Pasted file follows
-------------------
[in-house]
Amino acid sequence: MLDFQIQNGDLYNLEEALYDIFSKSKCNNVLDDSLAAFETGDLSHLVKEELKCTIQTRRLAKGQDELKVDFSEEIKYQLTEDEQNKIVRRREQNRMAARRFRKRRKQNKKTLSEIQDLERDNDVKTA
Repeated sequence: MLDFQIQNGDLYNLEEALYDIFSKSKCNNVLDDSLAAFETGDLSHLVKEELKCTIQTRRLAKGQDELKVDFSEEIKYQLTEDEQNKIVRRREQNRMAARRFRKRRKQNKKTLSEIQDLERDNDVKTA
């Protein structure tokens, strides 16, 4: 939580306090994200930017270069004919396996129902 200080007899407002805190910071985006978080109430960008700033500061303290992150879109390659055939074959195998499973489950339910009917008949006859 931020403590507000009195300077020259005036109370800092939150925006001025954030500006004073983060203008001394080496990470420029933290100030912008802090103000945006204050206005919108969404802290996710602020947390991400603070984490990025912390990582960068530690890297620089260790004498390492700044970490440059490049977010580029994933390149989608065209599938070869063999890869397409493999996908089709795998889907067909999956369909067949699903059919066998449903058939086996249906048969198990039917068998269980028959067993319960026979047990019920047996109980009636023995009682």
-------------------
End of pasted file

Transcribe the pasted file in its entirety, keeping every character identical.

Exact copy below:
[in-house]
Amino acid sequence: MLDFQIQNGDLYNLEEALYDIFSKSKCNNVLDDSLAAFETGDLSHLVKEELKCTIQTRRLAKGQDELKVDFSEEIKYQLTEDEQNKIVRRREQNRMAARRFRKRRKQNKKTLSEIQDLERDNDVKTA
Repeated sequence: MLDFQIQNGDLYNLEEALYDIFSKSKCNNVLDDSLAAFETGDLSHLVKEELKCTIQTRRLAKGQDELKVDFSEEIKYQLTEDEQNKIVRRREQNRMAARRFRKRRKQNKKTLSEIQDLERDNDVKTA
């Protein structure tokens, strides 16, 4: 939580306090994200930017270069004919396996129902 200080007899407002805190910071985006978080109430960008700033500061303290992150879109390659055939074959195998499973489950339910009917008949006859 931020403590507000009195300077020259005036109370800092939150925006001025954030500006004073983060203008001394080496990470420029933290100030912008802090103000945006204050206005919108969404802290996710602020947390991400603070984490990025912390990582960068530690890297620089260790004498390492700044970490440059490049977010580029994933390149989608065209599938070869063999890869397409493999996908089709795998889907067909999956369909067949699903059919066998449903058939086996249906048969198990039917068998269980028959067993319960026979047990019920047996109980009636023995009682």